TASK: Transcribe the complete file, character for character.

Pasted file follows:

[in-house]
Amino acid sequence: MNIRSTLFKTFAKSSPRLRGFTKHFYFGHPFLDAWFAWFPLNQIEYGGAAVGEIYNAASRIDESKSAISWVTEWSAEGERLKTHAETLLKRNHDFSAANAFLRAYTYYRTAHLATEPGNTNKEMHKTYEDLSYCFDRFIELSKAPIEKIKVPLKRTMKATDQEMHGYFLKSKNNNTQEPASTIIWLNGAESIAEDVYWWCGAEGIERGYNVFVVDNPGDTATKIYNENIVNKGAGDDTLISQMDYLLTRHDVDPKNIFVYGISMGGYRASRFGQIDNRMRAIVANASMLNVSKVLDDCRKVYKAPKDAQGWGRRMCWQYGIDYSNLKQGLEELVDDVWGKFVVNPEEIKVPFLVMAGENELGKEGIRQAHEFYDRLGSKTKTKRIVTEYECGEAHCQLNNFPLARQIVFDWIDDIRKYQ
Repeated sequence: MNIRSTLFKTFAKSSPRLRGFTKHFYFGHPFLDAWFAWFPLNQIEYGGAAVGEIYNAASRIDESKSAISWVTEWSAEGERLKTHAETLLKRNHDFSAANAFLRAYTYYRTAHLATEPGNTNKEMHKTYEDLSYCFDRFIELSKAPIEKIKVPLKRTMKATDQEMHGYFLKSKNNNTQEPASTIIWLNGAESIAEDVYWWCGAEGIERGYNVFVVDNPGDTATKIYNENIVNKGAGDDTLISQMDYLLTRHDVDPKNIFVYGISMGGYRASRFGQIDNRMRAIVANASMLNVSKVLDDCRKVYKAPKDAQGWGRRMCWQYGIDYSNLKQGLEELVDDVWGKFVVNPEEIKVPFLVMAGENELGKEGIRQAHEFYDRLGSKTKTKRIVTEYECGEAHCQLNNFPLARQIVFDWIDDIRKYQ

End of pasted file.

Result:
[in-house]
Amino acid sequence: MNIRSTLFKTFAKSSPRLRGFTKHFYFGHPFLDAWFAWFPLNQIEYGGAAVGEIYNAASRIDESKSAISWVTEWSAEGERLKTHAETLLKRNHDFSAANAFLRAYTYYRTAHLATEPGNTNKEMHKTYEDLSYCFDRFIELSKAPIEKIKVPLKRTMKATDQEMHGYFLKSKNNNTQEPASTIIWLNGAESIAEDVYWWCGAEGIERGYNVFVVDNPGDTATKIYNENIVNKGAGDDTLISQMDYLLTRHDVDPKNIFVYGISMGGYRASRFGQIDNRMRAIVANASMLNVSKVLDDCRKVYKAPKDAQGWGRRMCWQYGIDYSNLKQGLEELVDDVWGKFVVNPEEIKVPFLVMAGENELGKEGIRQAHEFYDRLGSKTKTKRIVTEYECGEAHCQLNNFPLARQIVFDWIDDIRKYQ
Repeated sequence: MNIRSTLFKTFAKSSPRLRGFTKHFYFGHPFLDAWFAWFPLNQIEYGGAAVGEIYNAASRIDESKSAISWVTEWSAEGERLKTHAETLLKRNHDFSAANAFLRAYTYYRTAHLATEPGNTNKEMHKTYEDLSYCFDRFIELSKAPIEKIKVPLKRTMKATDQEMHGYFLKSKNNNTQEPASTIIWLNGAESIAEDVYWWCGAEGIERGYNVFVVDNPGDTATKIYNENIVNKGAGDDTLISQMDYLLTRHDVDPKNIFVYGISMGGYRASRFGQIDNRMRAIVANASMLNVSKVLDDCRKVYKAPKDAQGWGRRMCWQYGIDYSNLKQGLEELVDDVWGKFVVNPEEIKVPFLVMAGENELGKEGIRQAHEFYDRLGSKTKTKRIVTEYECGEAHCQLNNFPLARQIVFDWIDDIRKYQ